Blog One: ABFA

The American Board of Forensic Anthropology offers information on the studies of human remains involved in the legal system with a focus on the human skeleton. The ABFA is a certification website in forensic anthropology. It is explained that the study of Forensic Anthropology can be extremely useful in legal and humanitarian professions. Some of the broader themes of physical anthropology involve the use of basic scientific techniques in order to study the human body, its evolution, and the fossils it creates. The more specific study of forensic anthropology uses these same techniques to help criminal investigations through the analysis of human remains.

The study of social science is a large component of anthropology as a whole but specifically within forensic anthropology. The social aspect of physical anthropology is aided by the studies of forensic anthropology through the tracking of where and how human remains end up in the places they do. Looking further into the remains, forensic anthropologists examine the genetic variability of the remains through stature, sex, ancestry, age, and any other unique qualities that are exhibited. All of these findings can lead to answers pertaining to the basis of human behavior, a large component of the wider view of physical anthropology.

Although a seemingly unrelated topic, crime is interrelated to physical anthropology through the same study of human behavior. While physical anthropology looks broadly into basic human behavioral analysis, forensic anthropologists look more closely at how the remains of a crime victim or perpetrator can explain specific human actions, such as which weapons and body parts were used. The task of simply discovering how an individual died can offer incredible aide to criminal investigations into both individuals and groups.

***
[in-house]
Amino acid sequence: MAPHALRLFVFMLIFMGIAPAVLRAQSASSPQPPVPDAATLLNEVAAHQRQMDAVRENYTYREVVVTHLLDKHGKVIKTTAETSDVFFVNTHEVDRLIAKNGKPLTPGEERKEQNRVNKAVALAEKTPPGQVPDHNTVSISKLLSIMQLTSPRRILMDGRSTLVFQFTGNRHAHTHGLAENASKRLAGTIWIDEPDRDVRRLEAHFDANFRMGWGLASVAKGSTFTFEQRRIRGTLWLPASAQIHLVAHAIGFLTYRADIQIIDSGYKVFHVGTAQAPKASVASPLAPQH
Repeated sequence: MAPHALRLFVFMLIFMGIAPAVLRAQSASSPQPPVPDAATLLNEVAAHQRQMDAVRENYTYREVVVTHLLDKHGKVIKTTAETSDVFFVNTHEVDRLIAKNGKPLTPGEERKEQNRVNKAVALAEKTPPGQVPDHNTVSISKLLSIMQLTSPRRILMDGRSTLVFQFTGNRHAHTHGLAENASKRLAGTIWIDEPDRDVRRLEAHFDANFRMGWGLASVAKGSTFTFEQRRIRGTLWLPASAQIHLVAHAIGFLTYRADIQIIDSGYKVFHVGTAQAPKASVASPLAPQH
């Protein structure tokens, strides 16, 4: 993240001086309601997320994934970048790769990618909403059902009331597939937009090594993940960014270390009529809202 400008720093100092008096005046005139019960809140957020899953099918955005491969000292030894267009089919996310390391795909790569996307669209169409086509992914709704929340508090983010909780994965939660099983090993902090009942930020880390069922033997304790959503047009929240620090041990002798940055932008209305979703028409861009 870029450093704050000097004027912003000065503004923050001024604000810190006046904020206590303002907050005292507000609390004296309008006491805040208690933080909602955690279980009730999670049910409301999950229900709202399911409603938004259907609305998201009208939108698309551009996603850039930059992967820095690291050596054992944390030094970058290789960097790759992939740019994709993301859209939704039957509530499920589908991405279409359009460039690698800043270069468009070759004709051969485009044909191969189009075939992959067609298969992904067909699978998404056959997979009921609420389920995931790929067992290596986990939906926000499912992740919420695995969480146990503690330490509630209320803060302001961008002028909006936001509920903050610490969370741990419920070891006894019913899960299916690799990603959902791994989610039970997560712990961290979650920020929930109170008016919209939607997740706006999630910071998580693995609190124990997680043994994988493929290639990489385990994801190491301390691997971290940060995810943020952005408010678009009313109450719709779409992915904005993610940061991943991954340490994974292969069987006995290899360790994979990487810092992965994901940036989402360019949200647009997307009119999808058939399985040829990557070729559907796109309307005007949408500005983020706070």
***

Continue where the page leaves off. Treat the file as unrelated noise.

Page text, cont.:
Death can offer as many answers as life when it comes to the study of humans. It can even seem that a skeleton can often be even more revealing than living humans. This is due to the fact that a skeleton lacks the ability to hide and/or manipulate information. In other words, a skeleton does not lie. Every curve, line, and ridge of a skeleton tells a story of the individual it belonged to, both biologically and socially.

Disease is an inevitably large component within the study of the human biological system. Among many things, disease can lead to immigration, mutation, and most commonly death. Thus the study of disease can uncover numerous insights into human health, movement, and behavior. Forensic anthropologists can work with forensic pathologists to discover causes of disease, susceptibility to disease, efforts to avoid disease, and consequences of disease. With this information, it is possible to enhance the studies of physical anthropology from a viewpoint of pathology.

Looking more closely into the human skeleton, and individual’s teeth can tell a large amount of information on an individual’s biology. For this reason, forensic anthropologists often work with odontologists in an effort to uncover many things such as disease patterns, health issues, and the level of decay of a corpse. This is an example of the many details that forensic anthropologists can uncover information from.


“ABFA – American Board of Forensic Anthropology.” ABFA. N.p., n.d. Web. 6 July 2016.

One thought on “Blog One: ABFA

  1. Hi Melany,
    First off I thought your blog on ABFA was very well written. I had one question, you said ABFA is a certification website in forensic anthropology what exactly do they certify?
    I really liked your line where you said “death can offer as many answers as life…” I thought that was really well put and spot on to how forensic anthropologist and archaeologist view remains! And really good point on how bones do not lie. I think that would be a huge problem with cultural anthropologist, dealing with live people and bias has to be difficult. Compared to bones where it is just hypothesis and then data to try and back up the hypothesis.
    I also wrote a little bit about diseases and anthropology, I used genetic anthropology, and based on what I found and reading your blog it seems as though anthropology can provide huge amounts of insight into diseases!
    Cool choice in organization and again very well written.

    Cassie Larrivee

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